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Expectant fathers treat Edinburgh’s NHS maternity ward ‘as a hotel’ by ordering takeaways

Expectant fathers are accused of treating an NHS maternity ward ‘like a hotel’ by sharing beds with their partners and ordering takeaway – making mothers too embarrassed to breastfeed

  • New moms say too embarrassed to breastfeed because so many men
  • Employees of Edinburgh Royal Infirmary say their ability to provide care is affected
  • Overcrowding creates a fire hazard and makes it difficult to reach emergency buzzers

Midwives have accused prospective fathers of treating maternity departments ‘like a hotel’ by sharing beds with their partners and ordering takeaway meals.

New mothers are said to be ashamed to breastfeed or to be swapped because so many men reside in the postnatal unit in Edinburgh Royal Infirmary.

Employees who have filed a complaint with bosses claim that they have been told ‘just accept it’, despite the presence of visitors who put pressure on their ability to provide care.

They also said that the overcrowding even posed a fire hazard and made it difficult to reach emergency people and prevent the spread of infections.

Midwives in Edinburgh Royal Infirmary (photo) have accused prospective fathers of treating maternity departments 'like a hotel' by sharing beds with their partners and ordering takeaway meals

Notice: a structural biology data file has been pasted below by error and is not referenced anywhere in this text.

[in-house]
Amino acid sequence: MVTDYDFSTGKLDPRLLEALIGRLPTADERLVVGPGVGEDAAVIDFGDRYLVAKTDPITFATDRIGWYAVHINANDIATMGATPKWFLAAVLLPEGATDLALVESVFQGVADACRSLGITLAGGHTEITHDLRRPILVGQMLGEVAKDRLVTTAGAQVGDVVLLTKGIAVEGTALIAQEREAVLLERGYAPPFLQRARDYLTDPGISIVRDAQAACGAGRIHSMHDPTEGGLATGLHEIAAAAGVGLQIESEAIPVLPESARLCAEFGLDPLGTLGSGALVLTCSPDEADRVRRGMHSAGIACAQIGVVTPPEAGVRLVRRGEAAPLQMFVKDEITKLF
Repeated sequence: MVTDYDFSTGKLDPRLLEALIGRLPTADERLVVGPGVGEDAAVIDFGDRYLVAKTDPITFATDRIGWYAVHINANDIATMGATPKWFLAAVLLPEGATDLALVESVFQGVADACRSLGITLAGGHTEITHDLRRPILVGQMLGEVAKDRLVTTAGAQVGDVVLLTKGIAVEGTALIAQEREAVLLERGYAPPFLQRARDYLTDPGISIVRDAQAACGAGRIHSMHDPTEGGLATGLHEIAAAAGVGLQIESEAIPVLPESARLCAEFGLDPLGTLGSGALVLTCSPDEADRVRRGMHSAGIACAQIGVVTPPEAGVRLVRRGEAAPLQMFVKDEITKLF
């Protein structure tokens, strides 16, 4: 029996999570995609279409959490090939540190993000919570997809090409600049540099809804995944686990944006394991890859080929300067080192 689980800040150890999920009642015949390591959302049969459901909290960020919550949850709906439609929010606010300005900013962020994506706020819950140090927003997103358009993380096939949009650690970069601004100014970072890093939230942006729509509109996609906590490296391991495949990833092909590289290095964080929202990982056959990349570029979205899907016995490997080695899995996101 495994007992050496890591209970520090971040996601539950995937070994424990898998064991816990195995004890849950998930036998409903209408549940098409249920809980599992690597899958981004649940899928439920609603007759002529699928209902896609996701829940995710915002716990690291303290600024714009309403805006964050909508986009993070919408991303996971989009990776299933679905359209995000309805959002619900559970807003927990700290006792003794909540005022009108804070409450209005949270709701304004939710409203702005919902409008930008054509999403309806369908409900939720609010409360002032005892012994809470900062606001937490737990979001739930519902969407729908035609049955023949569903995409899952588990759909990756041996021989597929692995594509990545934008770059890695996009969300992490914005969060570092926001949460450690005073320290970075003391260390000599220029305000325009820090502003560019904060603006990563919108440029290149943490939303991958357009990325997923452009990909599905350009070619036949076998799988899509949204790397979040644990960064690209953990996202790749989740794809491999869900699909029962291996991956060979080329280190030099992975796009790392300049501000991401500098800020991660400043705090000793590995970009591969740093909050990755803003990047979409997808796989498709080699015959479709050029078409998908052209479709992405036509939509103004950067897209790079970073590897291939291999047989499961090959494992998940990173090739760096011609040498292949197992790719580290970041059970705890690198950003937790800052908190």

Midwives in Edinburgh Royal Infirmary (photo) have accused prospective fathers of treating maternity departments ‘like a hotel’ by sharing beds with their partners and ordering takeaway meals

An obstetrician told it The times: ‘The birth and the postnatal period must be about women and babies and we must bow to men who treat it like a hotel.

‘It is a fire hazard because you have no idea how many people are in the department at the same time and there has been absolutely no consultation about this.

One in three maternity doctors in the UK has “burned out”

Newborns and their mothers are at risk for sub-standard care because doctors are so exhausted, a study in November warned.

Researchers at Imperial College London discovered that more than one in three obstetricians suffer from burnout.

They claim that this causes staff to care less about patients and their jobs – which increases the risk of blunders.